Law Times

December 11, 2017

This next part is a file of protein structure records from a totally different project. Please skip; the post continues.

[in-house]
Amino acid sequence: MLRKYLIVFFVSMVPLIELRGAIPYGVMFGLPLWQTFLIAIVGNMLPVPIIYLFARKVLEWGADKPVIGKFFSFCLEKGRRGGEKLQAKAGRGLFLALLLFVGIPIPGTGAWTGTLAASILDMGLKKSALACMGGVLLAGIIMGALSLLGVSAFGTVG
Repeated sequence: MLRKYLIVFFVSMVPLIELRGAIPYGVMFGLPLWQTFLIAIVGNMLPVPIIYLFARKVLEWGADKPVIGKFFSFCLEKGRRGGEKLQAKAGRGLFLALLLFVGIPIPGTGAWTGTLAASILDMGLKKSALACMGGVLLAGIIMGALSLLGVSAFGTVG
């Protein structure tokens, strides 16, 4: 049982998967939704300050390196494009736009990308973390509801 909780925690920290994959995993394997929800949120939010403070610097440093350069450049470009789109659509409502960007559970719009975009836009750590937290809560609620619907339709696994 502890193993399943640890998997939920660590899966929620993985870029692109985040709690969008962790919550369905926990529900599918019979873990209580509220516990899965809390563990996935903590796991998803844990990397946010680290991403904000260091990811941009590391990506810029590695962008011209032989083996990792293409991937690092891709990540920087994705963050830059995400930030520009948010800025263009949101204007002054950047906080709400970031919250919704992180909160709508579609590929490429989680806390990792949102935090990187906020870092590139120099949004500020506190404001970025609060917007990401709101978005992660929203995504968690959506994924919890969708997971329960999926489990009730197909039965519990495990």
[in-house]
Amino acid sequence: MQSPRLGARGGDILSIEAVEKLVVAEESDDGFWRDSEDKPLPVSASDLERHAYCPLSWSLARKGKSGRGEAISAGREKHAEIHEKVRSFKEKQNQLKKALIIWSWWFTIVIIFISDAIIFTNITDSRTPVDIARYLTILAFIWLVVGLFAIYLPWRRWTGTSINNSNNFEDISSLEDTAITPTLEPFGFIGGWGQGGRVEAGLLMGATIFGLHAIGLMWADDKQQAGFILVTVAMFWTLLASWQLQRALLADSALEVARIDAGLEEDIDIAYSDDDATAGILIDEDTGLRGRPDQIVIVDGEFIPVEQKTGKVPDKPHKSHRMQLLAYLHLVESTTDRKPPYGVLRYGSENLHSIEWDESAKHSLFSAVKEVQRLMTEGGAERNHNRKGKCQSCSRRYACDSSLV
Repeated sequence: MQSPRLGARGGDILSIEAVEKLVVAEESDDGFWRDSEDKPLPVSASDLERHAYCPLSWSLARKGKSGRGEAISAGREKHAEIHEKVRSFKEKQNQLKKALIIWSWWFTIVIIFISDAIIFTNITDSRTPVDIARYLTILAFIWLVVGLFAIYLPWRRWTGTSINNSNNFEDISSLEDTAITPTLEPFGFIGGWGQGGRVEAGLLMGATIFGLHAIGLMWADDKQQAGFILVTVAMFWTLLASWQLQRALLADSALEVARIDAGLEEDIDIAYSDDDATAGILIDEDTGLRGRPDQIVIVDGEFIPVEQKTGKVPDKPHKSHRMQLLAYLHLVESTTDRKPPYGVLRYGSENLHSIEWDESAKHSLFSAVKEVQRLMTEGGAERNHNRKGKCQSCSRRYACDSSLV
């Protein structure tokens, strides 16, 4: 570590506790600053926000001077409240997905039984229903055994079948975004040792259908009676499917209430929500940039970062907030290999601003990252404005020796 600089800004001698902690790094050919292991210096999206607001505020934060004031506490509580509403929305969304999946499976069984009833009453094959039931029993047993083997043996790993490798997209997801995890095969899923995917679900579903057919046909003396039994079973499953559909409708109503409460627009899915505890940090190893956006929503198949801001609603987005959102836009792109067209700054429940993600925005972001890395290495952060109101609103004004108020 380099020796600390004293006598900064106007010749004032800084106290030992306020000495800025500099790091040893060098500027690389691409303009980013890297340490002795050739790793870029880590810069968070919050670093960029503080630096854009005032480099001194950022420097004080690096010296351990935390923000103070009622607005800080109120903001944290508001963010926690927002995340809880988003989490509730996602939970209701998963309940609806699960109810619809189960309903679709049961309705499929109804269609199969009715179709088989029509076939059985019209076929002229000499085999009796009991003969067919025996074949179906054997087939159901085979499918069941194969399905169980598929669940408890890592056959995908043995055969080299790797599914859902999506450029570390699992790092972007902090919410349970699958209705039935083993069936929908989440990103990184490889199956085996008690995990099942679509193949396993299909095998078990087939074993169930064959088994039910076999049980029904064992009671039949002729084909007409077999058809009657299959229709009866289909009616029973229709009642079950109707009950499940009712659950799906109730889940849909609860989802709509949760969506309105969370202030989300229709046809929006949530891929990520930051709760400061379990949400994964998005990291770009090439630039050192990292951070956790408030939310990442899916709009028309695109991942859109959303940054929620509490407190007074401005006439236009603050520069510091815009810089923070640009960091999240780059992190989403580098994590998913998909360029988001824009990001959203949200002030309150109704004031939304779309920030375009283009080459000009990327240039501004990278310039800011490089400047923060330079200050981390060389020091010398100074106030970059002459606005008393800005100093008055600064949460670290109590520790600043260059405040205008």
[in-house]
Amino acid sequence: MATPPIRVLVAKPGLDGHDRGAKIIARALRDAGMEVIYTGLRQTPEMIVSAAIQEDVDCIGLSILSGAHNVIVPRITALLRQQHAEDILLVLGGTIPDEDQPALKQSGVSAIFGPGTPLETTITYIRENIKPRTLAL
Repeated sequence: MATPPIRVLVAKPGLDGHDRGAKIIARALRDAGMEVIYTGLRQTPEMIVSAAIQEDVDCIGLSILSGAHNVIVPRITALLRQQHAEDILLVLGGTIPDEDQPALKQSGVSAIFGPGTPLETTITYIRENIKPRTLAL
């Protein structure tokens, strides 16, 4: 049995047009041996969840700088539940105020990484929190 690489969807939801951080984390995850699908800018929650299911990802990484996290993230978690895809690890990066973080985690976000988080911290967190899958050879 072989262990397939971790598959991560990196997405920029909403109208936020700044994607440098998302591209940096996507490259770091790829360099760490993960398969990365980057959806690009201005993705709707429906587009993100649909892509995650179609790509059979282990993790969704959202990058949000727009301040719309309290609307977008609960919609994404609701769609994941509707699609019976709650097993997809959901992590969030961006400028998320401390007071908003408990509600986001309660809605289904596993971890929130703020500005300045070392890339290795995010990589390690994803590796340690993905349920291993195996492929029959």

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BY ALEX ROBINSON Law Times A n Ontario judge has ordered costs person- ally against a lawyer who brought an emergency application to stop a hospital from taking her client off life support, despite having no instructions from him or his family to do so. Ontario Superior Court Justice Harrison Arrell awarded $15,000 in costs against lawyer Georgiana Masgras, finding she was "at the very least negligent or mistaken" in her preparation of the material she submitted in the matter. "She interfered in a dynamic and very personal family decision without any authority and sub- mitted misleading material to the court," Arrell wrote in Ferreira v. St. Mary's General Hospital. Masgras, who is a personal in- jury lawyer, was retained by Fer- nando Ferreira after he was in a car accident in Dec. 2016. On July 8 of this year, Ferreira suffered a severe heart attack, which resulted in him being placed on life sup- port at St. Mary's General Hospital in Kitchener, Ont. Less than a week later, Masgras successfully brought an ex parte application to enjoin the hospital from withdrawing her client's life support. But a few days later another judge set aside that original order based on new information that showed a number of claims in an affidavit part of Masgras' applica- tion were untrue or misleading. The affidavit said Ferreira's heart attack was related to the car accident, but it later became appar- ent that there was no evidence that the two were linked, the decision said. The affiant also claimed Fer- reira's family had not considered the matter carefully, but 25 family members carefully considered it at the hospital and knew he would not want prolonged life support. Arrell awarded $7,500 in costs each to the doctor involved, as well as the hospital, concluding the application was brought without instructions from Ferreira or his family. "It was also brought for relief that Mr. Ferreira's family did not want, and the believed, quite cor- rectly, Mr. Ferreira would not have wanted, had he been capable of knowing the complete picture of Region of Waterloo refuses records to lawyer BY ALEX ROBINSON Law Times A n adjudicator has upheld a decision taken by the Regional Municipality of Waterloo not to dis- close certain records to a promin- ent lawyer about a complaint filed against him. Toronto lawyer Murray Klippenstein filed a freedom of in- formation request with the muni- cipality asking for records relat- ed to a complaint that was made against him to the Law Society of Upper Canada. The complaint, which was ul- timately dismissed, was filed in 2014 after a legal dispute regarding control of an affordable housing provider in Kitchener, Ont., called the Sand Hills Co-op. Klippenstein was retained as counsel by the co-op's board in 2013 to review and potentially challenge a decision by the muni- cipality to force out the board members. The lawyer asserted that the municipality was exceeding its legal authority and the removed board members then sought ju- dicial review of the municipality's decision to replace them. That ap- plication for judicial review would later be dismissed. Klippenstein said that counsel retained by the municipality for the proceeding employed "dirty legal tactics" to knock him off the case and asked that costs be assessed against him personally. Klippenstein later removed him- self from the matter. A new lawyer for the co-op then made the complaint to the LSUC but Klippenstein said the new law- yer had no independent basis for the complaint, and that it was "en- tirely based on what the region had told him." Klippenstein says the complaint was very general and provided no documentation. "[I]t seemed to me that a pro- fessional complaint might well be indirect payback arranged by municipal officials behind the REID TECHNIQUE Police should nix interrogation approach P7 FOCUS ON Criminal Law P8 PM #40762529 $5.00 • Vol. 28, No. 40 December 11, 2017 L AW TIMES C O V E R I N G O N T A R I O ' S L E G A L S C E N E • W W W . L A W T I M E S N E W S . C O M BORDER INFO Profound impact on people travelling P4 See It's, page 2 Murray Klippenstein filed a freedom of infor- mation request asking for records related to a complaint that was made against him to the Law Society of Upper Canada. See End, page 2 Life support case raises questions for lawyers Paula Trattner says lawyers who are going to bring applications with respect to life support need to have expertise in health law. 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